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Family Cultures: Asian. *Note: There are so many cultures, religions, and lifestyles among Asian countries. Therefore, it is impossible to tell the characteristics of Asian people without specifying the country. This presentation summarizes most Asian cultures as a whole. Caroline Power.

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Family cultures asian

Family Cultures: Asian

*Note: There are so many cultures, religions, and lifestyles among Asian countries. Therefore, it is impossible to tell the characteristics of Asian people without specifying the country. This presentation summarizes most Asian cultures as a whole.

Caroline Power

Family characteristics
Family Characteristics

  • Hard-working

  • Modest

  • Humble

  • Polite

  • Respect elders

  • One-way communication: adults speak to children

  • Physical and verbal expressions of love are uncommon

  • Try to keep family’s reputation (honor family)

  • Self-sacrifice (only with family and loved ones)

  • Want sons because they carry on the family name (lineage)

  • Rarely show emotions due to sign of maturity and self-control

Family roles
Family Roles

  • Father: highly valued, authoritative figure, less involved, and provides for the economic and physical needs of the family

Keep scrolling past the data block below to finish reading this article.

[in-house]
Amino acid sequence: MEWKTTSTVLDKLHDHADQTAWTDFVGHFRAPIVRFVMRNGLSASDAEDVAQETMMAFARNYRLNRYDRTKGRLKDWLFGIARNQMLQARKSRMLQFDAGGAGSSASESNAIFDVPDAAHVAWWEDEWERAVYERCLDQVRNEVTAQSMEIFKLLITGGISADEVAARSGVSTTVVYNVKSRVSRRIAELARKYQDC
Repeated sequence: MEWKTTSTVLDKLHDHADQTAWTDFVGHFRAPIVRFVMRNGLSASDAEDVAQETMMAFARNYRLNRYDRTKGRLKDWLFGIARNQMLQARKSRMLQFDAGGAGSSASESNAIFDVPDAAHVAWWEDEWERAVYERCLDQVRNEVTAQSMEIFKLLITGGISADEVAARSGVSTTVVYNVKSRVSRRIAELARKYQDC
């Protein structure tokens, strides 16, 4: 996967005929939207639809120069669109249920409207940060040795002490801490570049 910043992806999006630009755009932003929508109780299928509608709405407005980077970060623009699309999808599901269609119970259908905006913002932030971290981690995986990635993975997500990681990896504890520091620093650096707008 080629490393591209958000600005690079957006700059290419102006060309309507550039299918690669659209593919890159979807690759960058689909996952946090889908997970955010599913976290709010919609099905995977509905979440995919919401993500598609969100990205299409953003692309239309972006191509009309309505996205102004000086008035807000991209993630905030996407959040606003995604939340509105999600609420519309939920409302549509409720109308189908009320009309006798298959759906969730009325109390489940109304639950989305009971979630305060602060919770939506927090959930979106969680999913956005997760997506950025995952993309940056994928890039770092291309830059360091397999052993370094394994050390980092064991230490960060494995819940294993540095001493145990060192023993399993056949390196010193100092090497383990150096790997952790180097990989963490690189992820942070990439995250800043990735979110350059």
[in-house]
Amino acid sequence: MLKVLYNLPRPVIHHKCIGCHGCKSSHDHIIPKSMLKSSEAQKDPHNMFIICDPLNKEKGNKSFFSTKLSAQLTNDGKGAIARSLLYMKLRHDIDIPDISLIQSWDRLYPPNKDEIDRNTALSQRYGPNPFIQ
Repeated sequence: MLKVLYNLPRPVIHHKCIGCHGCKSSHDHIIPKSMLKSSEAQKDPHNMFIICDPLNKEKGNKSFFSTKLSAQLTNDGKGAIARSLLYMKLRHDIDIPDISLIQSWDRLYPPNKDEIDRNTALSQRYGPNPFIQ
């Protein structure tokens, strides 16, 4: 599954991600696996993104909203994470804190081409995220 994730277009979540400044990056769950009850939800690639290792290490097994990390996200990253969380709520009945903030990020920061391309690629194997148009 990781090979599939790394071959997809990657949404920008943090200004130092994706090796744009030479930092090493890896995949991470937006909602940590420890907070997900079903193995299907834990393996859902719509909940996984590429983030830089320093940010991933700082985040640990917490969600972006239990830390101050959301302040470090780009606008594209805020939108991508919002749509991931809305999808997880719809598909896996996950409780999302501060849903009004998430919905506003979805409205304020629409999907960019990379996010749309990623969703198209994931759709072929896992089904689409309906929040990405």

• Mother: valued less than males, meets emotional needs of children but with less nurturance than Caucasian mothers; performs domestic chores; bears children

Family values
Family Values

  • Most Asian families are built on a hierarchy system. Commonly, the oldest male in the house will control all the family affairs.

  • The first-born boy is the most important child in the household since when he gets older, the child will replace his grandfather or father as the head of the house.

  • Traditional Asian families place a high value on the family unitrather than the individual. The individual is seen as the product of all the generations of his or her family.

  • In traditional Asian families, it is common for three or four generations to live in the same household. In an agricultural society, this arrangement was economical, practical, and one way to ensure the continuity of the family line (on the husband's side).

Work ethic
Work Ethic

  • Asian families are devoted to the jobs almost as much as they are devoted to their families.

Religious practices
Religious Practices

  • Asians come from a variety of religious backgrounds: Buddhist, Shintoism, Muslim, Mongolian, and more.

  • Family behavior is based greatly on religious beliefs.

  • In many Asian countries, religious organizations are highly respected.

  • Beliefs shared by the grandparents and parents may be in conflict with the younger generations. This is due to them being exposed to Western religions.

Views on education
Views on Education

  • Asian culture believes in gaining as much knowledge as possible.

  • Parents play an active part in this area.